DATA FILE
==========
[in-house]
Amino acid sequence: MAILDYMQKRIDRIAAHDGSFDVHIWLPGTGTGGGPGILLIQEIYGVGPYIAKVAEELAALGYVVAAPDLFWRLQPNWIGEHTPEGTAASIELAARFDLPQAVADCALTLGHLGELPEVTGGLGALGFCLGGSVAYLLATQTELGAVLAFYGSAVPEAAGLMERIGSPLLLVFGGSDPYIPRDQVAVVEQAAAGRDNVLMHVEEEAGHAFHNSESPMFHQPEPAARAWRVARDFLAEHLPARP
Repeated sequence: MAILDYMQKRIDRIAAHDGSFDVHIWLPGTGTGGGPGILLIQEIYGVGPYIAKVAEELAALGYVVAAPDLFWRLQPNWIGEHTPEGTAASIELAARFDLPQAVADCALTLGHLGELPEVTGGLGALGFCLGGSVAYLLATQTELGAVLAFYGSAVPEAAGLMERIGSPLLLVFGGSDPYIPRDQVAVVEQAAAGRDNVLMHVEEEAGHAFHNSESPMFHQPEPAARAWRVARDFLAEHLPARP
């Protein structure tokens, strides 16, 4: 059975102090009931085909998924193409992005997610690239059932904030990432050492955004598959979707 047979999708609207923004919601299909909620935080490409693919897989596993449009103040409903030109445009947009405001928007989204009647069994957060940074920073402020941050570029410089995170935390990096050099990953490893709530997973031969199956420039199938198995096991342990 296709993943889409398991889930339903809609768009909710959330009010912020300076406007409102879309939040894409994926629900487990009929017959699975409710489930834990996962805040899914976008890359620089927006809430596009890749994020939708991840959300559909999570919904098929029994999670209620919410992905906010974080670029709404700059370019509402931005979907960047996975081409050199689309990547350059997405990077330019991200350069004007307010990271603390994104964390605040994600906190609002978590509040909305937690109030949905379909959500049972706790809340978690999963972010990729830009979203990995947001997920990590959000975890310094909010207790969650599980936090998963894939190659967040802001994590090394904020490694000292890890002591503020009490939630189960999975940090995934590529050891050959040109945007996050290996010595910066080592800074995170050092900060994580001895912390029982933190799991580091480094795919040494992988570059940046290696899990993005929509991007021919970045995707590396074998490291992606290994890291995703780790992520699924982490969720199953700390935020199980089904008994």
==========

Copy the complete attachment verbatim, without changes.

[in-house]
Amino acid sequence: MAILDYMQKRIDRIAAHDGSFDVHIWLPGTGTGGGPGILLIQEIYGVGPYIAKVAEELAALGYVVAAPDLFWRLQPNWIGEHTPEGTAASIELAARFDLPQAVADCALTLGHLGELPEVTGGLGALGFCLGGSVAYLLATQTELGAVLAFYGSAVPEAAGLMERIGSPLLLVFGGSDPYIPRDQVAVVEQAAAGRDNVLMHVEEEAGHAFHNSESPMFHQPEPAARAWRVARDFLAEHLPARP
Repeated sequence: MAILDYMQKRIDRIAAHDGSFDVHIWLPGTGTGGGPGILLIQEIYGVGPYIAKVAEELAALGYVVAAPDLFWRLQPNWIGEHTPEGTAASIELAARFDLPQAVADCALTLGHLGELPEVTGGLGALGFCLGGSVAYLLATQTELGAVLAFYGSAVPEAAGLMERIGSPLLLVFGGSDPYIPRDQVAVVEQAAAGRDNVLMHVEEEAGHAFHNSESPMFHQPEPAARAWRVARDFLAEHLPARP
């Protein structure tokens, strides 16, 4: 059975102090009931085909998924193409992005997610690239059932904030990432050492955004598959979707 047979999708609207923004919601299909909620935080490409693919897989596993449009103040409903030109445009947009405001928007989204009647069994957060940074920073402020941050570029410089995170935390990096050099990953490893709530997973031969199956420039199938198995096991342990 296709993943889409398991889930339903809609768009909710959330009010912020300076406007409102879309939040894409994926629900487990009929017959699975409710489930834990996962805040899914976008890359620089927006809430596009890749994020939708991840959300559909999570919904098929029994999670209620919410992905906010974080670029709404700059370019509402931005979907960047996975081409050199689309990547350059997405990077330019991200350069004007307010990271603390994104964390605040994600906190609002978590509040909305937690109030949905379909959500049972706790809340978690999963972010990729830009979203990995947001997920990590959000975890310094909010207790969650599980936090998963894939190659967040802001994590090394904020490694000292890890002591503020009490939630189960999975940090995934590529050891050959040109945007996050290996010595910066080592800074995170050092900060994580001895912390029982933190799991580091480094795919040494992988570059940046290696899990993005929509991007021919970045995707590396074998490291992606290994890291995703780790992520699924982490969720199953700390935020199980089904008994």